The remaining global reserves of crude oil are continuously declining. Based on the available data, the world will run out of crude oil in 24 to 57 years from today [7]. It was estimated that by 2050 biomass could provide nearly 38% of the world's direct fuel use and 17% of the world's electricity [8]. A major criticism against large-scale biofuel production is that it will occupy vast farm land and native habitats, drive up food prices, and result in little reduction in CO2 emissions. At the moment, only biodiesel and bioethanol are produced on an industrial scale which are derived from food crops such as sugarcane, sugar beet, maize (corn), sorghum and wheat which is known as first generation biofuel. The basic feedstocks for the production of first-generation biofuels are often grains, which yield starch that is fermented into bioethanol, or seeds, which are pressed to yield vegetable oil that can be used in biodiesel. Second generation biofuels use biomass to liquid technology, including cellulosic biofuels (grassoline) from nonfood crops, including waste biomass, the stalks of wheat, corn, or wood. These biofuels are inherently more efficient than first generation technologies because they use more of the plant to produce fuel [3]. Third-generation biofuels "advanced biofuels" are derived from algae [3]. For 2010 it is expected to have 100000 gallons of algal biofuel production which will increase to 6 billion gallons in 2025 [9]. It is said that in 2020, 30% of algae production goes to oil fraction [10]. Algal biofuels have a tremendous variety. Algal biomass may be used directly as a solid biofuel to generate heat, steam and electricity or converted to gaseous biofuels, such as biogas and biohydrogen. Algal biomass rich in starch can be easily fermented to liquid biofuels such as bioethanol and biobutanol. Algal oils can be converted to diesel, gasoline and jet fuel using existing technology [5]. Currently biodiesel is used for blending (2—10%) with crude oil without the need for any modifications in existing engines since that makes no difference in vapour pressure, viscosity, density, and octane/cetane number. Algae can produce 267 l of ethanol (assuming a 40% starch content) and 190 l of biodiesel/ dry t [11]. Microalgae containing 30% oil by weight of dry biomass could yield almost 587000 l/ha or 5.00015000 gallons/year [10]. However, up to now, the commercial production of biofuels from microalgae has not been realised on an industrial scale in a cost-efficient manner. Several problems have arisen during the large scale production, including high investment costs for production facilities and energy demand for harvesting biomass of low concentration [12]. Microalgal biofuels are 4-10 times as expensive to produce as petroleum-derived fuels or other biodiesels [5].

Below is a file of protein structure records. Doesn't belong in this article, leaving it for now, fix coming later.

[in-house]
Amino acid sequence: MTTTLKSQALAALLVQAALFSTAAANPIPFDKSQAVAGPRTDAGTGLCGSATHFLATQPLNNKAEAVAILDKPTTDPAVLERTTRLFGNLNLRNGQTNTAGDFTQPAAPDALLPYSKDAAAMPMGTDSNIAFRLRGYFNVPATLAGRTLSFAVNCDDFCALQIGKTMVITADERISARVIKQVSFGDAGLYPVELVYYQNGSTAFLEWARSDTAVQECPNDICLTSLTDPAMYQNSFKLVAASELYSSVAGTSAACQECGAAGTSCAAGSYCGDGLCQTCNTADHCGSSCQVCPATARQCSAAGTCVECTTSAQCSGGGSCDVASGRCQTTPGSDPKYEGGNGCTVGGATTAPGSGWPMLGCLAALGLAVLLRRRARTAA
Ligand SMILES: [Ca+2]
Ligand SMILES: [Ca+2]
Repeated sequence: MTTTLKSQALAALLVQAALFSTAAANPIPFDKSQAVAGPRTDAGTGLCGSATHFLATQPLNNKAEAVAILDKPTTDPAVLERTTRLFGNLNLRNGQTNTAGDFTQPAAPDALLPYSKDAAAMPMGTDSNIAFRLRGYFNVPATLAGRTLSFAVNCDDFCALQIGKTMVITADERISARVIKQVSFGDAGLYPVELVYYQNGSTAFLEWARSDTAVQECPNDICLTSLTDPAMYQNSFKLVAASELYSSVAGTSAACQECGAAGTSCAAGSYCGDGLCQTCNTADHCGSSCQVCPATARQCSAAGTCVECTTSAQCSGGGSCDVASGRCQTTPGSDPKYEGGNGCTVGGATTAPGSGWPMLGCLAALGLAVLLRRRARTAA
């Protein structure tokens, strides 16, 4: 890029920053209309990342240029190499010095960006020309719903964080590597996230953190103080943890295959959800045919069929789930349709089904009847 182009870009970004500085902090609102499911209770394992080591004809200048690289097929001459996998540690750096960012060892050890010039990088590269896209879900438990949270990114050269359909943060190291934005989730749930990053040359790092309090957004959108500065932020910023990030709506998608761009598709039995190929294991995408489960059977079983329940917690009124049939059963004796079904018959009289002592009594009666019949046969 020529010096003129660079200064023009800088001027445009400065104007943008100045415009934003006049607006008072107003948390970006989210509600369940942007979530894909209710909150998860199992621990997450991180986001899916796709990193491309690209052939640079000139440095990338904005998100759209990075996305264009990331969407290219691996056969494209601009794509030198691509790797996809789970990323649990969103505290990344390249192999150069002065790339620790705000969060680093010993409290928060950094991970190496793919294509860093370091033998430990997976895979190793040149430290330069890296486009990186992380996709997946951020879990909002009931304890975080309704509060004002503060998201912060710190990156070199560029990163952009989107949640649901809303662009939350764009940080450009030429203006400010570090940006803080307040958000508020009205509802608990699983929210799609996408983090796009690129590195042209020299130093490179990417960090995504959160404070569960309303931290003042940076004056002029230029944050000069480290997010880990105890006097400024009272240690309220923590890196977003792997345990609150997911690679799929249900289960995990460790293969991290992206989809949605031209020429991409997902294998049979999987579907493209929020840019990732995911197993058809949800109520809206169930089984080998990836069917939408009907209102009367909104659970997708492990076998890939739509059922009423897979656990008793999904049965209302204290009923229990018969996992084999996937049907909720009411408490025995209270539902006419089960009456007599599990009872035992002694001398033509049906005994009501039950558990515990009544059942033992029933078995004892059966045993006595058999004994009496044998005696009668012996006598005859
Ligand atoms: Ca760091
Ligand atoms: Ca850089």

STRAIN SELECTION

Looking for the microalgal strains with the combination of high oil content and a rapid growth rate is the

start of biodiesel production. A limited number, about 4000 species have been identified, which can be divided into several groups including cyanobacteria (Cy-anophyceae), green algae (Chlorophyceae), diatoms (Bacillariophyceae), yellow-green algae (Xantho-phyceae), golden algae (Chrysophyceae), red algae (Rhodophyceae), brown algae (Phaeophyceae), di-noflagellates (Dinophyceae) and 'pico-plank-ton'(Prasinophyceae and Eustigmatophyceae) [13]. The three most prevalent groups of algae targeted for biodiesel production include the diatoms that make up a majority of phytoplankton in salt and brackish waters, green algae common in many freshwater systems, blue-green algae (Cyanophyceae), which are actually bacteria that contain chloroplasts and are important to nitrogen fixation in aquatic systems, and finally the golden algae species able to store carbon as oil and complex carbohydrates [14-16]. They have oil levels between 20 and 75% by weight of dry biomass (Table 1). In general, lower oil strains grow faster than high oil strains [17]. Microalgae containing 30% oil grow 30 times faster than those containing 80% oil [18]. Another challenge is that microalgae usually accumulate oil under stress conditions with slow growth rate. The composition of microalgal fatty acids has a significant effect on the fuel properties of biodiesel produced. The proper percentage of saturated and unsaturated fatty acid is very important to microalgae as a biodiesel feedstock [10].

For strain selection, some factors are: lipid content, more the distribution of free fatty acids and triglycerides not only the total lipids; resistance to environmental conditions changes, competition from other microalgae species and/or bacterial; nutrients availability; ease of biomass separation and processing; possibility of obtaining other valuable chemicals. Even when the species are not quite deasirable for the purpose in commercial use, the utilization of genetic engineering may be a solution [21]. Type of metabolism is also important for strain selection. Microalgae may assume many types of metabolisms (autotrophic, het-erotrophic, mixotrophic, photoheterotrophic) and are capable of a metabolic shift as a response to